The Applicant has further addressed the need for more variety and play value at a reduced per message cost in his invention specified in pending application, Ser. No. 07/977,225, Special Effects Rotating Rubber Stamp. In this invention the Applicant has provided special effects to rolling rubber stamps and rotating type rubber stamps which have a plurality of stamp elements. A rotating, multiple image effects stamp of this invention does achieve an increase in play value and a decrease in cost per message for the consumer compared to a single die effects stamp of the above mentioned patent. The increased economy is due to the use of a single sound chip circuit for multiple sounds and a single handle for multiple die. However, in the Applicant's rotating, multiple image effects stamp there exists a trade-off between the extra expense of a handle mechanism to allow the rotation of the housing while providing a convenient manner of holding the device, or having a potentially messy situation in which the die which are not being stamped are exposed while the user is stamping the desired image.

A need thus exists to have a variety of images and related special effects in a simple, hand-held effects rubber stamp device which is convenient to use and inexpensive.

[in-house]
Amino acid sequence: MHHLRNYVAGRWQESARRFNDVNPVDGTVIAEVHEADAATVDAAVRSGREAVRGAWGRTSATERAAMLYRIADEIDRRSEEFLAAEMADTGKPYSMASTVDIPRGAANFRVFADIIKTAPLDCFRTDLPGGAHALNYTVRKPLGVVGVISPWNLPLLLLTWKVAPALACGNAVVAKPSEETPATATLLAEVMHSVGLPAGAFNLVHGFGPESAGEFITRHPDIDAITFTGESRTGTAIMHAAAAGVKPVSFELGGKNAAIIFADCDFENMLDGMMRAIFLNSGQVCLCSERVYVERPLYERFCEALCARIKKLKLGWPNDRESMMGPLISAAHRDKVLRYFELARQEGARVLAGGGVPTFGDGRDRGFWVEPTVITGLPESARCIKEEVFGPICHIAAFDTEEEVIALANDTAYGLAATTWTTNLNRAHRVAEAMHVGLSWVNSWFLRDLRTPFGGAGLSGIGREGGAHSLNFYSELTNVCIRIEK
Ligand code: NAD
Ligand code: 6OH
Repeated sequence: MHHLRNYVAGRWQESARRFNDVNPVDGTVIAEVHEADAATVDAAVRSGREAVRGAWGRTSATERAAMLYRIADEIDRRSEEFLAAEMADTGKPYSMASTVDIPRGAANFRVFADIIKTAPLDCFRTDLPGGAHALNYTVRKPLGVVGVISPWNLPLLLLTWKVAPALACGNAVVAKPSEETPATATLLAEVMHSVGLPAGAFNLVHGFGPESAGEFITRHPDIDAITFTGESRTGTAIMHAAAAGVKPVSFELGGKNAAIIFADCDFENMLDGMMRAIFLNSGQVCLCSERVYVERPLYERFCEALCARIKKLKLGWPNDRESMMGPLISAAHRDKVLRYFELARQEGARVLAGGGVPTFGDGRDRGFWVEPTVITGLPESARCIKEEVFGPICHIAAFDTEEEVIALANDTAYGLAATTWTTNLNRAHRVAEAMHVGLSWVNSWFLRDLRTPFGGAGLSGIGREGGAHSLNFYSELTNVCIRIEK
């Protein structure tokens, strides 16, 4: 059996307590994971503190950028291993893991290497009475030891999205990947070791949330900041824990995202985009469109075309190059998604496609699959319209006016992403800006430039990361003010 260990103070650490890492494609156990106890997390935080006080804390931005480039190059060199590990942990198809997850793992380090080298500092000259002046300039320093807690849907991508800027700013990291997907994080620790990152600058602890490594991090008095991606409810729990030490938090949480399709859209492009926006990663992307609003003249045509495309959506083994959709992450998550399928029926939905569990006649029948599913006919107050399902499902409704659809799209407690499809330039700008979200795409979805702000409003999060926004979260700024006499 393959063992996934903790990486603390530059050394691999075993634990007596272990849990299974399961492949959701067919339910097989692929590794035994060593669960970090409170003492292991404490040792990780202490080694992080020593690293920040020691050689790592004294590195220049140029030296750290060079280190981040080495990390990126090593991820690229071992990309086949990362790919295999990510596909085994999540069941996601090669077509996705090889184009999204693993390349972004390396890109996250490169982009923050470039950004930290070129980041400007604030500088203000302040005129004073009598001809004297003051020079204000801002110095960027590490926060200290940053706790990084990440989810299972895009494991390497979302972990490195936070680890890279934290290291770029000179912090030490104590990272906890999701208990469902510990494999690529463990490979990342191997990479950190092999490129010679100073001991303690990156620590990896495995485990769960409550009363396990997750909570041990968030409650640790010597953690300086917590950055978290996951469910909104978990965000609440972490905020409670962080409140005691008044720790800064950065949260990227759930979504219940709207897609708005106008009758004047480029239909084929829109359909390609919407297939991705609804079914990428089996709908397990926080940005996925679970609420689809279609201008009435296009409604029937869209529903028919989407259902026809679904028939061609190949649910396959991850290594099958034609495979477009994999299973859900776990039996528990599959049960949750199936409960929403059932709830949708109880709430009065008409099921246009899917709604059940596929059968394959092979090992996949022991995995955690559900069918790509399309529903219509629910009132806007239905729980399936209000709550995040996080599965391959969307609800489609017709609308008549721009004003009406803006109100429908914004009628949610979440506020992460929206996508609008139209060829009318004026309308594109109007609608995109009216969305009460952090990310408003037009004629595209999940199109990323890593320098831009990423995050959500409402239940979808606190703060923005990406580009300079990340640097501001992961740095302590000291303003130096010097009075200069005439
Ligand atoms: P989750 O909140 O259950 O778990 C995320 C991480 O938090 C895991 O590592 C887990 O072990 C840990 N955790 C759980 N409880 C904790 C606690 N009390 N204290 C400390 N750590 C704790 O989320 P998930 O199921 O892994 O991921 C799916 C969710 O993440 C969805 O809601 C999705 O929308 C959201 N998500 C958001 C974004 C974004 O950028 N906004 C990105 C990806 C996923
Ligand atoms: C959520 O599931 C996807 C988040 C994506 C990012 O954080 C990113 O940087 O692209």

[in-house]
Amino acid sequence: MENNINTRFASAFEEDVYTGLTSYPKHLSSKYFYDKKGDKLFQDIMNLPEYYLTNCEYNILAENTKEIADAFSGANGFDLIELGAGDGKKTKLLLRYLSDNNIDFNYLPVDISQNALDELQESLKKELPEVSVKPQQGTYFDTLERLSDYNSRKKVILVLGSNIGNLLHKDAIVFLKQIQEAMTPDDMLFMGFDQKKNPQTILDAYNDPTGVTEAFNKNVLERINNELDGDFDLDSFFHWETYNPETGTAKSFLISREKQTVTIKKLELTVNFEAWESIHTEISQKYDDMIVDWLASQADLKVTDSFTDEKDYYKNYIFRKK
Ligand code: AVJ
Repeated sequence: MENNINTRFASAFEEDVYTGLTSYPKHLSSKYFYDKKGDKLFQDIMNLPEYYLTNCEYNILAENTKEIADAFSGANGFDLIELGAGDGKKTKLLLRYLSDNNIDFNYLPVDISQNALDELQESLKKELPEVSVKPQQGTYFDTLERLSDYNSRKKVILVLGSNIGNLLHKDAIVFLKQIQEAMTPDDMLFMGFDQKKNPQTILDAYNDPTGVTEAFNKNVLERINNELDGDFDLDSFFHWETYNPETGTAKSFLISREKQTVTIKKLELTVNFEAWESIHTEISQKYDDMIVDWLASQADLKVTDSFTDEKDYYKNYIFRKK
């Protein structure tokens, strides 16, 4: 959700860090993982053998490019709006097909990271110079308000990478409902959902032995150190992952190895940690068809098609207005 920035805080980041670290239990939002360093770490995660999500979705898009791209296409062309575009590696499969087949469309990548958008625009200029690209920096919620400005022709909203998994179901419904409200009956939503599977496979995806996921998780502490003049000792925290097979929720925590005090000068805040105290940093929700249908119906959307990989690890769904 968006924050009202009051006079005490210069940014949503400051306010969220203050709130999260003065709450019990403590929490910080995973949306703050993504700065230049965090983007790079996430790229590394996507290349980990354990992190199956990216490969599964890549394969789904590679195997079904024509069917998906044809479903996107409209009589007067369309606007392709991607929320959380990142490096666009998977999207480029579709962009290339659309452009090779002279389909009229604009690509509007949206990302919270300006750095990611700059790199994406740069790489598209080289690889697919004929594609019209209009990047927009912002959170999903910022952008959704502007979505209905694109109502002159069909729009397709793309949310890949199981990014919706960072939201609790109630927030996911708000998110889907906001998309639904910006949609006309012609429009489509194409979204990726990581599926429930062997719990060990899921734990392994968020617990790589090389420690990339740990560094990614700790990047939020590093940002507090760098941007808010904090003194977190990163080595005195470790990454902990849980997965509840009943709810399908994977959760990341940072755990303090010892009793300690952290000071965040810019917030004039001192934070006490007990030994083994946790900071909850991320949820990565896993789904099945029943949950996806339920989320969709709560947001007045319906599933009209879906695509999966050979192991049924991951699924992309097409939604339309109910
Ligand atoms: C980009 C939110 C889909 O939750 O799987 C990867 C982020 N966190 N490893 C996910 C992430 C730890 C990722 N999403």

Furthermore, a need exists for a multiple die rubber stamp with multiple related special effects that can be easily manufactured on a mass production basis.

3. Solution to the Problem

The present invention provides a solution to the above problems by providing a special effects rubber stamp device comprised of a plastic stamp handle and a plurality of die mount units which are individually interchangeable upon the handle. A die mount unit of the rubber stamp device includes a stamp die permanently mounted thereto and is formed to reversibly attach to the handle of the rubber stamp device. The stamp die carries the imprintable image molded thereon. The handle is formed on an end to reversibly attach to a die mount unit of the rubber stamp device. A cavity is provided in the handle so as to contain the electronic circuitry necessary to provide a plurality of special effects messages and to correlated specific message or messages with the specific attached die mount unit of the rubber stamp device. A sensor mechanism is affixed within the handle, such as an array of individually operable pressure sensitive switches disposed beneath the attached die mount unit, in order to trigger the electronic circuitry to issue the specific special effect(s) correlated with the image of the attached die mount unit simultaneously with the imprinting of the visual image from the rubber stamp device upon the desired medium.

The interchangeable image special effects rubber stamp device of the invention enhances the business, entertainment, toy or novelty value of the conventional special effects rubber stamp of the Applicant's prior U.S. Pat. No. 5,178,067, and provides improved value and convenience over a multiple image rotating effects stamp of the Applicant's pending application Ser. No. 07/977,225.